Salon, Sept. 19, 2002 | There is no shorthand to explain Bob Greene, no code. Unlike columnists such as George Will (bow-tied Washington elitist) or Jimmy Breslin (rumpled New York tough guy) or the late Mike Royko (ethnic Chicago wiseass), there is no simple way to describe the deeply weird Midwestern world that Bob Greene built through his column in the Chicago Tribune. That world shattered like a glass Christmas tree ornament hit by a brick last Sunday, after news of his forced resignation was tucked in the lower left-hand corner of the Trib's front page, in a narrow box headlined, cryptically, "To our readers." After nearly 25 years in the newspaper, and more than 30 as a Chicago columnist, he was gone, cashiered.

Bob (calling him "Greene" somehow feels wrong, like calling Elvis "Presley") was the bard of Middle America, the defender of abused children, the relentless nostalgist who seldom paused from keening for the lost world of pre-1964 Columbus, Ohio, to notice anything positive in life today. It was all loss and decay, and a sense of sadness over what was and outrage over what is. In Bob's world, children were routinely tortured and murdered while the legal system yawned, cherished institutions crumbled, the niceties of life were abandoned, and nobody cared.

When Bob did find something that met his approval, it was inevitably presented as a freakish anomaly, an unexpected flower growing out of our blasted and ruined landscape. When he found a high school string quartet that played diligently at a dinner he attended in South Bend, Ind., he presented the students as one of the rare "signs of hope" in a nation where otherwise "a lot of things" are "destined to go badly, to decline."

Bob's world was filled with odd contradictions. He liked baseball but not baseball players, Woody Hayes but not football, airports but not travel. He hated cities but lived in Chicago, lauded the wide-open roads of the Midwest but did not drive. He was the master of the unexplained dateline, filing from some city that had little or nothing to do with that day's topic. His column might, say, carry a Tokyo dateline, but describe, not anything in Japan, but the hotel room, or the little soaps, or something on the cable TV.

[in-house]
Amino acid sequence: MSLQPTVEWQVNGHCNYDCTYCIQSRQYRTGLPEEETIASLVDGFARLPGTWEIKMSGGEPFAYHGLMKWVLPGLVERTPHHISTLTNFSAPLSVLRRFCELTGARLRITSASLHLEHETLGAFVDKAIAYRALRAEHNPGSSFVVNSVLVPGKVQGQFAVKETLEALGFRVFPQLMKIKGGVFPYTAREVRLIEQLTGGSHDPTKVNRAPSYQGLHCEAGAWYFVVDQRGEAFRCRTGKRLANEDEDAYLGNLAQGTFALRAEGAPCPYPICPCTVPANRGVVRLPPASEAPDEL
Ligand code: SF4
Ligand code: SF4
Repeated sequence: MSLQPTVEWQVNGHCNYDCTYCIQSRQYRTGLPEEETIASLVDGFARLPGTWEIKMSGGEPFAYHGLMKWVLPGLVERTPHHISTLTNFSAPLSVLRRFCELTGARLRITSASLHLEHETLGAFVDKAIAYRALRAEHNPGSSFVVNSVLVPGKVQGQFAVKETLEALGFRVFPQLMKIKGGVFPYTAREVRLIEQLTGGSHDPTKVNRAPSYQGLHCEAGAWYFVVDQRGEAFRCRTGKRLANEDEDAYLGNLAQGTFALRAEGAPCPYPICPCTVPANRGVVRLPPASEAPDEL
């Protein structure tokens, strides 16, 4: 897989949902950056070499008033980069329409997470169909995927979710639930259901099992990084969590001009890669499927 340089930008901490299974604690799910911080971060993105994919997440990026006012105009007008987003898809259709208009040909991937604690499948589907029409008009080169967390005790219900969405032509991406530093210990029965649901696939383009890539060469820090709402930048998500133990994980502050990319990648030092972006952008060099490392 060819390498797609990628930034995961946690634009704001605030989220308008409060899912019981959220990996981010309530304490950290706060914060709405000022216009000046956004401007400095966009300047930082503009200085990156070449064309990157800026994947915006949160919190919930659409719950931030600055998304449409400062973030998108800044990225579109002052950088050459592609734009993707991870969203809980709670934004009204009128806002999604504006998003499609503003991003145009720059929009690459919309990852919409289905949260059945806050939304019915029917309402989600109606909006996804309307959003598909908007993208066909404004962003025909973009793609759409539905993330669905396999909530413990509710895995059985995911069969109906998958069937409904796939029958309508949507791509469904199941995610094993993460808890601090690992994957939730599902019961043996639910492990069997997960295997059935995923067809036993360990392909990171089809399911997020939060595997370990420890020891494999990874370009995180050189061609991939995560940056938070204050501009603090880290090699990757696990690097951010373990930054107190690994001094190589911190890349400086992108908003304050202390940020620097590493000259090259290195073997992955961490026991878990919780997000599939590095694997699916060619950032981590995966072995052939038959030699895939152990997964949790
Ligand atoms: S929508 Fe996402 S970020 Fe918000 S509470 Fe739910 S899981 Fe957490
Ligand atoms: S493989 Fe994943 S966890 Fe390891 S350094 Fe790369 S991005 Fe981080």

Perhaps the most distinctive Bob characteristic was repetition. A columnist is supposed to provide a counterpoint to the steady drumbeat of the news. When the front page is chanting Iraq! Iraq! Iraq!, the columnist can cut across field, write something entirely different -- hit some small curiosity one day, and the fate of the universe the next.

Not Bob. He would latch onto a subject -- particularly the tales of tortured children he gleaned from trailer park America -- and worry them like a dog with a beefsteak. Four columns in a row were unexceptional for Bob. Eight columns. A heart-wrenching child custody case, the Baby Richard saga, prompted more than 100 columns from Bob, each day repeating large blocks of background, lines like "the only family he has ever known" burning into the memory of his readers as certainly as Homer's "wine-dark sea" and "rosy-fingered dawn."

That this world could come crashing down in a sex scandal -- with a high school girl, no less -- was a shock to his fans and a delightful surprise to his detractors.

For the past 20 years, there have been two ways to view Bob: You could take him at face value -- and a lot of people did. They viewed his concern for children as sincere, and made his books bestsellers. His column was syndicated. For a time, in the mid-1980s, he wrote the "American Beat" column for Esquire and filed reports for "Nightline." He was pals with Michael Jordan, and his two hagiographies on the star swept away Jordan's complex character in a blast of adoration.